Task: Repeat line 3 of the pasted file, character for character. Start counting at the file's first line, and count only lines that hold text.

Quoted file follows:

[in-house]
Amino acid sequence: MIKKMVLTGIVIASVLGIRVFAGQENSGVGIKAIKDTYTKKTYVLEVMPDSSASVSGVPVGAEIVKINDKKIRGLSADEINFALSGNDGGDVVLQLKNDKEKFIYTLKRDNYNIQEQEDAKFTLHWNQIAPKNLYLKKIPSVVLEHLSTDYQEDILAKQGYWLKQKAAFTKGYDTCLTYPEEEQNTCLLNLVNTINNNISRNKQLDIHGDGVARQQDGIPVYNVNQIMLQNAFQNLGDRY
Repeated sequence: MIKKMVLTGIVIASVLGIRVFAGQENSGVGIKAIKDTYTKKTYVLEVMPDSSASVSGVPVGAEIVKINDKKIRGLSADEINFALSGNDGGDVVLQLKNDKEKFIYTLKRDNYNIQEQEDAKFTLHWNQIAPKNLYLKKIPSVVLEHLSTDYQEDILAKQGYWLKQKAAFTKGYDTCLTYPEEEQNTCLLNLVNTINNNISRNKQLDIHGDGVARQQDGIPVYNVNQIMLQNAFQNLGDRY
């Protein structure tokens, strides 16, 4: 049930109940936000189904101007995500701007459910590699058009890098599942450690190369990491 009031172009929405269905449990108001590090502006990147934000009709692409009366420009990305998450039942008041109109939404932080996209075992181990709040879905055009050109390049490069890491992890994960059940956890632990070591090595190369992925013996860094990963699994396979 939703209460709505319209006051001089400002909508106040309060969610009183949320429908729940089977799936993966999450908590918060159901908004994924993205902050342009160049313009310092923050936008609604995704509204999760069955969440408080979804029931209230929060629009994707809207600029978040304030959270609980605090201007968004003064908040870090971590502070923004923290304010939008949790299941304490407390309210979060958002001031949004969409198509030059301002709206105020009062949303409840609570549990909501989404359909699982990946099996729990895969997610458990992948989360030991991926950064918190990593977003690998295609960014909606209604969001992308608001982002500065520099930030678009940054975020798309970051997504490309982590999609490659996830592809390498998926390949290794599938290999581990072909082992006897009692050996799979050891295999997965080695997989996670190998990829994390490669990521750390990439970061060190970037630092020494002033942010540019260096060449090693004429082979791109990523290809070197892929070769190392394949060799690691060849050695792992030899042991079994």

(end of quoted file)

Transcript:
Repeated sequence: MIKKMVLTGIVIASVLGIRVFAGQENSGVGIKAIKDTYTKKTYVLEVMPDSSASVSGVPVGAEIVKINDKKIRGLSADEINFALSGNDGGDVVLQLKNDKEKFIYTLKRDNYNIQEQEDAKFTLHWNQIAPKNLYLKKIPSVVLEHLSTDYQEDILAKQGYWLKQKAAFTKGYDTCLTYPEEEQNTCLLNLVNTINNNISRNKQLDIHGDGVARQQDGIPVYNVNQIMLQNAFQNLGDRY